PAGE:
Fishy business. We've already sighted a pilot fish, a reef shark and a whale. Expecting to emerge unscathed against our direct-coupled Western Electric VT52 would have added a puffer fish and seriously deflated our personal investment in a deck that demands $16'995 with just ElectroHarmonix 300B. It's far from something for nothing but most assuredly not nothing for a lot of something. Those filamentary power triodes inject temporal elasticity and textural moisture without curtailing resolution or speed in trade. That's a very tough balancing act, thus nothing I expected Morpheus could duplicate. My question was rather about the magnitude of difference. To find out, I switched between Morpheus balanced amp-direct versus going balanced through the preamp. Either way, Audirvana spit out native data into Sonnet's Amanero 384 USB transceiver to bypass our usual Soundaware D300Ref bridge.

iMac with locally hosted files ⇒ Audirvana 3 ⇒ Morpheus ⇒ LinnenberG Liszt ⇒ Audio Physic Codex

With the new/old-stock DHT in the loop, space emerged as a far more distinct entity. No longer was it just an absence of noise or emptiness filled by sounds. That tacitness of space as a sheer but discrete substance created stronger contrast ratio and dimensional context. At the same time, a far stronger sense of flow—what I think of as 'riding on the breath' of a big musical organism—entered the equation. Its presence as music's virtual lungs of expansion/contraction was unmistakable. Words like pliable, supple, elastic and buoyant all point at it. Valve talk calls it wetness. Within that terminology, one would call Morpheus texturally drier and temporally stiffer. Adding the big triodes played it freer energetically and spatially. Removing them caused contraction and rigidification. Without the unfair and very costly advantage of our big boutique bottles, that was the price to pay. Here it's important to not confuse Sonnet's volume control with on-chip bit stripping or conventional analog solutions. That'd be more fishy business.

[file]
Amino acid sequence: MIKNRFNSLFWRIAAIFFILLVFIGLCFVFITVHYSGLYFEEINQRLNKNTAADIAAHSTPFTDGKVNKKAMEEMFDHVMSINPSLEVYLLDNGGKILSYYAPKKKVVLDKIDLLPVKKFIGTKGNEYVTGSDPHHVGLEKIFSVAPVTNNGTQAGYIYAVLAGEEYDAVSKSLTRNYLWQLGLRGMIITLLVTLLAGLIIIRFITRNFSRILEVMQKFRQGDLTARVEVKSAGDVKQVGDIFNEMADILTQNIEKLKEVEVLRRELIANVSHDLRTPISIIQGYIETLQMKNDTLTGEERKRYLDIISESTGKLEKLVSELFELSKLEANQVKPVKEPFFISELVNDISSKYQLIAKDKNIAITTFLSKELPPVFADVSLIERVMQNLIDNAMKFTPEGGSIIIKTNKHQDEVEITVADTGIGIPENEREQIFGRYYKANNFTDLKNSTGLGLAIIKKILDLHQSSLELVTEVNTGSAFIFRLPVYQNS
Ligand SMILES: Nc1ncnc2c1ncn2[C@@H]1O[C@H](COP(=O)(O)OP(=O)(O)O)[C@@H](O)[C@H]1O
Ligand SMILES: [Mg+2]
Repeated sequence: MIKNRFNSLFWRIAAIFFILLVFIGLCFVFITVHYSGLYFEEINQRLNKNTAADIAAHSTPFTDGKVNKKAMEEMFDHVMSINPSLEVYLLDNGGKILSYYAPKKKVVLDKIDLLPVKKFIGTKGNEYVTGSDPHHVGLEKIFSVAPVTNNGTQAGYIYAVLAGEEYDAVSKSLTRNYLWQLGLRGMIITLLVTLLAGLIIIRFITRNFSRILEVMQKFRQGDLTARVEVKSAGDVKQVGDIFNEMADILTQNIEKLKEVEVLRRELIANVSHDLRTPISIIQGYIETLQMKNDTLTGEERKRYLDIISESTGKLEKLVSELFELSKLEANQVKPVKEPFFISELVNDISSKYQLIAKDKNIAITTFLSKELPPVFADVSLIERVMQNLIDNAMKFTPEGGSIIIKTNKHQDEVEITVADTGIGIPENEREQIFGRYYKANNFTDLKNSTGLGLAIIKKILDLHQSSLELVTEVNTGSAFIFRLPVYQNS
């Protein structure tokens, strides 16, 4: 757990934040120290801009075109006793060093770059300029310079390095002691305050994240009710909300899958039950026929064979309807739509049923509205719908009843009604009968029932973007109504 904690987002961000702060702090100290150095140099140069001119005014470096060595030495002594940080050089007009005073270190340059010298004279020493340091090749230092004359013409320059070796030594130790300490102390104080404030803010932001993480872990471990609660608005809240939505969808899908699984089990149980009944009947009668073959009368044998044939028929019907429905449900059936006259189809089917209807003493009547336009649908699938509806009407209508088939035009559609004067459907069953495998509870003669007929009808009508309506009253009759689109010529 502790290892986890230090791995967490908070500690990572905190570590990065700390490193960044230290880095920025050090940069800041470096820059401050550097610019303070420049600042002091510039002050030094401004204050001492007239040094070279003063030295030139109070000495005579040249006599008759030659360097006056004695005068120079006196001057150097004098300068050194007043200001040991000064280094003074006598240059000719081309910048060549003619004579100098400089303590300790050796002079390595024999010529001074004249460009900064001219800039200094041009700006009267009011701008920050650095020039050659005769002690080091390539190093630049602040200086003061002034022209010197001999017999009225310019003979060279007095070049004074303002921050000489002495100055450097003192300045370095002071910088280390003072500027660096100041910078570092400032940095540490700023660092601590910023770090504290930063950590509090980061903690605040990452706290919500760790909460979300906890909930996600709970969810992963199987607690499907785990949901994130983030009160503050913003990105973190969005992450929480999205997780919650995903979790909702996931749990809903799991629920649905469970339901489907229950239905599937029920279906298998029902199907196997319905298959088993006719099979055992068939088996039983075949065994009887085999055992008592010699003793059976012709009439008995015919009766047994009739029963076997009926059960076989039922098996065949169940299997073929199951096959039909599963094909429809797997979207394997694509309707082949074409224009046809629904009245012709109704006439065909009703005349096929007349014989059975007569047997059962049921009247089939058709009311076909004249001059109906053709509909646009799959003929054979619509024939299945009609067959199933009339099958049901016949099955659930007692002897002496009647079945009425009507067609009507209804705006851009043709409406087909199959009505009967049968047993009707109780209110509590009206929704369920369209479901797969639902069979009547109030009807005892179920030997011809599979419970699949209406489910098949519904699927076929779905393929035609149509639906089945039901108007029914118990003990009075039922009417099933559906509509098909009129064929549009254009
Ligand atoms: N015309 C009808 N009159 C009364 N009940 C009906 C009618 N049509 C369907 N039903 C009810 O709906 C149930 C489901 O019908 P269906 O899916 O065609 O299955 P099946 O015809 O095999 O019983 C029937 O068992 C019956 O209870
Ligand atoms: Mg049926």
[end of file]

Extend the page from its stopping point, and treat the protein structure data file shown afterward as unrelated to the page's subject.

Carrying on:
In the Morpheus circuit, a separate DAC changes the reference voltage to involve no additional analog circuit, no loss of one bit for every 6dB of signal cut. That's neither digital nor typical analog where a fixed output voltage is cut by resistors post conversion. The only other brand I know of which does it this third way are Etalon Sound with their Dream DAC. Hence they suffer the same issue of making themselves understood. Their attempt to mark the difference is calling it synchronous. As they say, there are two fundamentally different approaches to volume control, digital and analog. Each has major flaws. They designed a new one suitable only for R2R arrays. It's neither digital nor analog in how both terms are currently used. It's based on a "synchronous changing of the logic's '1' value for the converter's reference voltage to enable volume control without changing the original digital code. At the same time this has none of the drawbacks of analog control methods."

To put that to the test, I set our L2 to tube bypass. Then it becomes a passive with resistor-ladder attenuation. I compared that to Morpheus amp-direct. The latter sounded marginally clearer. This was probably due to the elimination of a set of cables and redundant circuitry. In short, Morpheus categorically eliminates the need for and is superior to a preamp if the expected utility is just digital source switching and volume control, not any additive 'signal conditioning' or 'voicing coloration'. With Morpheus doing its pilot-fish thing again, now atop our Denafrips Terminator as another discrete R2R DAC albeit of the fixed-out variety, it was predictable that readers would want to know how those two compare. So I did, with both going through the pacified Vinnie Rossi to keep things simple.